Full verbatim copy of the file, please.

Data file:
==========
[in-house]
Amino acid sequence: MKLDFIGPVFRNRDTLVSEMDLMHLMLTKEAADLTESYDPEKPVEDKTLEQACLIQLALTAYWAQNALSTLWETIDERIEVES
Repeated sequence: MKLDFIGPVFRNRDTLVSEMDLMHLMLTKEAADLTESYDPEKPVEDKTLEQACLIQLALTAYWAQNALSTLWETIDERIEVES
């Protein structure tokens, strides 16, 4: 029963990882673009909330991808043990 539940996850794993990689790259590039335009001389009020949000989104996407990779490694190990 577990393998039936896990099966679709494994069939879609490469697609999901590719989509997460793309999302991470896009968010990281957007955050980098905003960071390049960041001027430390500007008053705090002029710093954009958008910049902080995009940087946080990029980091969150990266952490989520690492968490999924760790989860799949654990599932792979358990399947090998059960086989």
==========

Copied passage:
[in-house]
Amino acid sequence: MKLDFIGPVFRNRDTLVSEMDLMHLMLTKEAADLTESYDPEKPVEDKTLEQACLIQLALTAYWAQNALSTLWETIDERIEVES
Repeated sequence: MKLDFIGPVFRNRDTLVSEMDLMHLMLTKEAADLTESYDPEKPVEDKTLEQACLIQLALTAYWAQNALSTLWETIDERIEVES
């Protein structure tokens, strides 16, 4: 029963990882673009909330991808043990 539940996850794993990689790259590039335009001389009020949000989104996407990779490694190990 577990393998039936896990099966679709494994069939879609490469697609999901590719989509997460793309999302991470896009968010990281957007955050980098905003960071390049960041001027430390500007008053705090002029710093954009958008910049902080995009940087946080990029980091969150990266952490989520690492968490999924760790989860799949654990599932792979358990399947090998059960086989």